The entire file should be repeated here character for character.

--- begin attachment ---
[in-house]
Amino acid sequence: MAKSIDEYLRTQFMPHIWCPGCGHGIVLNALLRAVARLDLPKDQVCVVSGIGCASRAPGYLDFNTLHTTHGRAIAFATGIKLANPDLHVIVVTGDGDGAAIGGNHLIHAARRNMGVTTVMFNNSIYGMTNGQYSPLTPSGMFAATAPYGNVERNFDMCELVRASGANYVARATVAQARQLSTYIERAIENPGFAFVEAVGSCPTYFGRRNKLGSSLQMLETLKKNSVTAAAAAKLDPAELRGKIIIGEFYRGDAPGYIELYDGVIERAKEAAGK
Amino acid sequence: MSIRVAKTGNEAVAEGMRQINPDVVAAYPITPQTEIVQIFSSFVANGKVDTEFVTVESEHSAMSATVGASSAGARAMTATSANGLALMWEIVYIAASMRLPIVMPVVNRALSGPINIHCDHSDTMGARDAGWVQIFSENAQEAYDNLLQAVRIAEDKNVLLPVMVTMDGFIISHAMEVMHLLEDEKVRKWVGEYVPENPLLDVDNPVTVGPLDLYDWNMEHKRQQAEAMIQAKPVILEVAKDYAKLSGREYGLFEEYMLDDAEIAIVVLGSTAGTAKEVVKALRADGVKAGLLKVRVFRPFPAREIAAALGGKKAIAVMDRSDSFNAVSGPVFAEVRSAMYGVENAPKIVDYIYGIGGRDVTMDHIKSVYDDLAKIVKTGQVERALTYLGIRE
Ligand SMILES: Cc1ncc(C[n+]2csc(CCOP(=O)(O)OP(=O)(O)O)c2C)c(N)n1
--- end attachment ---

[in-house]
Amino acid sequence: MAKSIDEYLRTQFMPHIWCPGCGHGIVLNALLRAVARLDLPKDQVCVVSGIGCASRAPGYLDFNTLHTTHGRAIAFATGIKLANPDLHVIVVTGDGDGAAIGGNHLIHAARRNMGVTTVMFNNSIYGMTNGQYSPLTPSGMFAATAPYGNVERNFDMCELVRASGANYVARATVAQARQLSTYIERAIENPGFAFVEAVGSCPTYFGRRNKLGSSLQMLETLKKNSVTAAAAAKLDPAELRGKIIIGEFYRGDAPGYIELYDGVIERAKEAAGK
Amino acid sequence: MSIRVAKTGNEAVAEGMRQINPDVVAAYPITPQTEIVQIFSSFVANGKVDTEFVTVESEHSAMSATVGASSAGARAMTATSANGLALMWEIVYIAASMRLPIVMPVVNRALSGPINIHCDHSDTMGARDAGWVQIFSENAQEAYDNLLQAVRIAEDKNVLLPVMVTMDGFIISHAMEVMHLLEDEKVRKWVGEYVPENPLLDVDNPVTVGPLDLYDWNMEHKRQQAEAMIQAKPVILEVAKDYAKLSGREYGLFEEYMLDDAEIAIVVLGSTAGTAKEVVKALRADGVKAGLLKVRVFRPFPAREIAAALGGKKAIAVMDRSDSFNAVSGPVFAEVRSAMYGVENAPKIVDYIYGIGGRDVTMDHIKSVYDDLAKIVKTGQVERALTYLGIRE
Ligand SMILES: Cc1ncc(C[n+]2csc(CCOP(=O)(O)OP(=O)(O)O)c2C)c(N)n1